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Title: Gemini: The House of Niccolo (Signed First ...
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Scotland, 1477: Nicholas de Fleury, former banker and merchant, has re-appeared in the land that, four years earlier, he had brought very close to ruin in the course of an intense commercial and personal war with secret enemies--and, indeed, with his clever wife Gelis.
Now the opportunity for redemption is at hand, but Nicholas soon finds himself pursuing his objectives amid a complex, corrosive power struggle centering on the Scottish royal family but closely involving the powerful merchants of Edinburgh, the gentry, the clergy, the English (ever seeking an excuse to pounce on their neighbor to the north), the French, the Burgundians. His presence soon draws Gelis and their son Jodi to Scotland, as well as Nicholas's companions and subordinates in many a past endeavor--Dr. Tobias and his wife Clémence, Mick Crackbene, John le Grant, and Andro Wodman among them. Here, too, Nicholas meets again with others who have had an influence, for good or evil, in his life: King James III of Scotland and his rebellious siblings; the St. Pols: Jordan, Simon, and young Henry; Mistress Bel of Cuthilgurdy and David de Salmeton; Anselm Adorne and Kathi his niece. Caught up in, and sometimes molding, the course of great events, Nicholas exhibits by turns the fierce silence with which he masks his secrets, and the explosive, willful gaiety that binds men, women, and children to him. And as the secrets of his birth and heritage come to light, Nicholas has to decide whether he desires to establish a future in Scotland for himself and his family, and a home for his descendants.
Gemini brings to a dazzling conclusion Dorothy Dunnett's House of Niccolò series (synopsized in this volume), in which this peerless novelist has vividly re-created the dramatic, flamboyant world of the early Renaissance in historical writing of scrupulous authenticity and in the entrancing portrait of her visionary hero. Now, in a book infused with wit and poetry, emotion and humor, action and mystery, she brings Nicholas de Fleury at last to choose his heart's home, where he can exercise all his skills as an advisor to kings and statesmen, as a husband, a father, and a leader of men--and where, perhaps, we will discern a connection between him and that other remarkable personality, Francis Crawford, whose exploits Lady Dunnett recorded so memorably in The Lymond Chronicles.
A marvel of storytelling and historical imagination, Gemini just may be Dorothy Dunnett's pièce de résistance. This culminating installment of the House of Niccolò series is set in Scotland in 1477--and more specifically, in the world of international trade and commerce, which can deal fatal blows to those unfamiliar with its intricacies. When Nicholas de Fleury returns to Edinburgh after a four-year absence, speculation runs rampant about why he closed all his ventures in Scotland and deserted his friends. Struggling to fend off various assassination attempts, Nicholas rejoins the fledgling court of young King James III. Yet he soon discovers that the squabbles between the monarch and his double-dealing siblings are no less dangerous than the intrigues he has left behind. Dunnett recounts the whole story with typically ornate and pungent prose, and delineates her massive cast of characters with a Holbein-like attention to physical detail.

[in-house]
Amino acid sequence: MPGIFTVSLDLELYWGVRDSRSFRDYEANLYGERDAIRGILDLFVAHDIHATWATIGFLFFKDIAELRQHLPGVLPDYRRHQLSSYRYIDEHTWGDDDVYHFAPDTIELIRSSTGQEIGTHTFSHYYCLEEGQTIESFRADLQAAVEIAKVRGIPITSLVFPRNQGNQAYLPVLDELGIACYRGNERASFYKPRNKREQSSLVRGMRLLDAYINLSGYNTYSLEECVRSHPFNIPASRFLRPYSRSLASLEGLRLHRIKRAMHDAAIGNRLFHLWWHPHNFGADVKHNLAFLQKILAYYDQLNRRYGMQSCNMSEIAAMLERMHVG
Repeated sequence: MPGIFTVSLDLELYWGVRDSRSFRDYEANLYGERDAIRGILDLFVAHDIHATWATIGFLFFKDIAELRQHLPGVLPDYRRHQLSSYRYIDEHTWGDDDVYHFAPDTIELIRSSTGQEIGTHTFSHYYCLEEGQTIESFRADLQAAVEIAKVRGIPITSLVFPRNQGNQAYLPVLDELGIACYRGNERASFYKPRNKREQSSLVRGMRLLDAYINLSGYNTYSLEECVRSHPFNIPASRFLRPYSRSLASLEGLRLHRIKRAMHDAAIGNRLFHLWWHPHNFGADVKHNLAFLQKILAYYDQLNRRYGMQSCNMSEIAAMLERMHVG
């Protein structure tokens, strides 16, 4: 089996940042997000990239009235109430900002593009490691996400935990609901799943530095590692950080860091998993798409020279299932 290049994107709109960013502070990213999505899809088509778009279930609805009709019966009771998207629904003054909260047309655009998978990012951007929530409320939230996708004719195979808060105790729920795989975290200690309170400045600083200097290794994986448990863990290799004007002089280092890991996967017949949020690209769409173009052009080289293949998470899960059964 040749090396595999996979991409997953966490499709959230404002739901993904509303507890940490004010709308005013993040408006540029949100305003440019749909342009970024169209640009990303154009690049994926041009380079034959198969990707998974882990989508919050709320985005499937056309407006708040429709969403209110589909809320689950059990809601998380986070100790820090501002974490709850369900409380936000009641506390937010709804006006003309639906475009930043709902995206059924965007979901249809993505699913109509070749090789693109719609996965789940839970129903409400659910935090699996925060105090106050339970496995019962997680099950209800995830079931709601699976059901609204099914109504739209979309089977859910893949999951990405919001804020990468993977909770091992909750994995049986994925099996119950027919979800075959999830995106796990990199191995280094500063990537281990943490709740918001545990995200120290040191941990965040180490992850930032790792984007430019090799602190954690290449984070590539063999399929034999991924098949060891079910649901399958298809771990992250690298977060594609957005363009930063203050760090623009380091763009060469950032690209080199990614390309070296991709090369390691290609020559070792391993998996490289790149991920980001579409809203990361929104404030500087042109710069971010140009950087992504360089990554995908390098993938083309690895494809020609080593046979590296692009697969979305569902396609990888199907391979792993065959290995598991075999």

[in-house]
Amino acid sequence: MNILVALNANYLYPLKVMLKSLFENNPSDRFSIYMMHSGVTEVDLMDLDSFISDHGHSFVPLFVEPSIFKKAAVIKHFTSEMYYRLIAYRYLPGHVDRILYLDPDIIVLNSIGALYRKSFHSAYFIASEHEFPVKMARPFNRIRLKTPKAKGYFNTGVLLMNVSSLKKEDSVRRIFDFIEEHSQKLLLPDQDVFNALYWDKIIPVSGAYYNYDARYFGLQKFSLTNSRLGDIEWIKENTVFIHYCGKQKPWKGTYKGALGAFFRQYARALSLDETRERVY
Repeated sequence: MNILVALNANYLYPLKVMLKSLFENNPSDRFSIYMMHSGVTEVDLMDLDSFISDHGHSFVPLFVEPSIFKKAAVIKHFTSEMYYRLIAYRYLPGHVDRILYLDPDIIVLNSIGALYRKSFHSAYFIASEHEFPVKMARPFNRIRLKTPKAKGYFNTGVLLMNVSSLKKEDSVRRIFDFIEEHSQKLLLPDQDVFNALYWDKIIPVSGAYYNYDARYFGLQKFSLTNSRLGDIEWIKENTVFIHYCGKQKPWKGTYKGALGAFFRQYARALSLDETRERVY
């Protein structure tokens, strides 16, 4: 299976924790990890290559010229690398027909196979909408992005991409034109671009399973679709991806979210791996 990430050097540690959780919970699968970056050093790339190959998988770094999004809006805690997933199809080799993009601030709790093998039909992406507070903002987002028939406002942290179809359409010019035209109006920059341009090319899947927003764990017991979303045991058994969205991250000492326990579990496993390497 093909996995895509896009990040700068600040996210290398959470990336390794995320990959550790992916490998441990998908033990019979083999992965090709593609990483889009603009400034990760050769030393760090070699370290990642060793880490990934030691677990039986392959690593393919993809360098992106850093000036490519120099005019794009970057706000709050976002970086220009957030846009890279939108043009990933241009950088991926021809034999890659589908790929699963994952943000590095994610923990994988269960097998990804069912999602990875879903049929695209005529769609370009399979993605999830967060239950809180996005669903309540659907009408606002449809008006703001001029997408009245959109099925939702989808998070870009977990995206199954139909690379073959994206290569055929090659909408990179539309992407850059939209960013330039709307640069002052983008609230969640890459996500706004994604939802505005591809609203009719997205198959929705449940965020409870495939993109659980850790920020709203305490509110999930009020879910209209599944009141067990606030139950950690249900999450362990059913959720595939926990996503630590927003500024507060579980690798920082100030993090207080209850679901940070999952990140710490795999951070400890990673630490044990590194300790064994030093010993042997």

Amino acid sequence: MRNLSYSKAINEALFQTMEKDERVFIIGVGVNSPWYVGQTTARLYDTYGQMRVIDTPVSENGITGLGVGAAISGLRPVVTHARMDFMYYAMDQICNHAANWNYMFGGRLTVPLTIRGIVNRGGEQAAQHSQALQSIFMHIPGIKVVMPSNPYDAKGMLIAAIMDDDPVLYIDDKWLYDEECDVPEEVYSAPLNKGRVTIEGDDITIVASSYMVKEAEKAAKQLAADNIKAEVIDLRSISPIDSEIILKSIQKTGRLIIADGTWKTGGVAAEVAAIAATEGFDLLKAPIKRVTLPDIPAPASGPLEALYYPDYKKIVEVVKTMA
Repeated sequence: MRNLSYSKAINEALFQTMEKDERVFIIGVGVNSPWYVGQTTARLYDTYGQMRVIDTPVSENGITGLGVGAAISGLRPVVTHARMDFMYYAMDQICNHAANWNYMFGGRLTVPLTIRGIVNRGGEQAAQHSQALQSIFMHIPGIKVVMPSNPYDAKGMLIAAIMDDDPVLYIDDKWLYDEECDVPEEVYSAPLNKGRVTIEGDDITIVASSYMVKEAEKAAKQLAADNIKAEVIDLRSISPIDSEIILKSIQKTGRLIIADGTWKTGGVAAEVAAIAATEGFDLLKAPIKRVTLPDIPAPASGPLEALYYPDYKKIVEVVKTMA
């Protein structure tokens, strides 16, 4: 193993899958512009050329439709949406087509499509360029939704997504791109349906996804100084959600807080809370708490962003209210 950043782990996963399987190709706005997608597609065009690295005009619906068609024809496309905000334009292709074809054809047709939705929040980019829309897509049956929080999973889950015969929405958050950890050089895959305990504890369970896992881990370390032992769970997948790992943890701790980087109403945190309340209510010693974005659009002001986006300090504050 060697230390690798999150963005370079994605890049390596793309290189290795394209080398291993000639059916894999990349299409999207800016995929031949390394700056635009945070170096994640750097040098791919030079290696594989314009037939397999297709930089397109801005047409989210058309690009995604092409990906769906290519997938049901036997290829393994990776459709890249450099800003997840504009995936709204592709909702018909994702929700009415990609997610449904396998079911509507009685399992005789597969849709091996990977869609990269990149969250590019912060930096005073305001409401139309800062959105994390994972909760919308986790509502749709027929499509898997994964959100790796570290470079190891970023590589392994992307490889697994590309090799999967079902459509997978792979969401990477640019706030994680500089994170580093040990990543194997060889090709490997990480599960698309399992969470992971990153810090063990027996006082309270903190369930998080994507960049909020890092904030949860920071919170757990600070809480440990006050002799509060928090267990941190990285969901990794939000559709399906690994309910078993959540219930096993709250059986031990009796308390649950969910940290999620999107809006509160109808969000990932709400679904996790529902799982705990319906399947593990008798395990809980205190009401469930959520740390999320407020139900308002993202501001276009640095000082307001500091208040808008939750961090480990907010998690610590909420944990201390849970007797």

Nicholas in particular is a splendidly rounded creation. And by placing him at the center of her sprawling narrative, Dunnett helps us to navigate the many convolutions of the plot. Her female characters, too, are distinctive. However, it is the sheer breadth of Dunnett's ambitions that takes the breath away, along with her exhilarating set pieces:
The sword point bit into his cloak and grated across the cuirass underneath, bringing the swordsman close for a moment, his face blank with surprise. Nicholas kicked him under the chin, so that he blundered back and hit someone else, while Nicholas dragged out his own sword. The horse wasn't his, but it was a powerful beast and alarmed enough to be ready to rear. Nicholas wrapped the reins around one wrist and hauled, using the bit to drag the horse threshing onto its haunches, and then allowing it to plunge forward again.En garde, Dunnett fans! Those who have made the long trek with our sword-brandishing hero will find this a perfectly orchestrated finale. --Barry Forshaw
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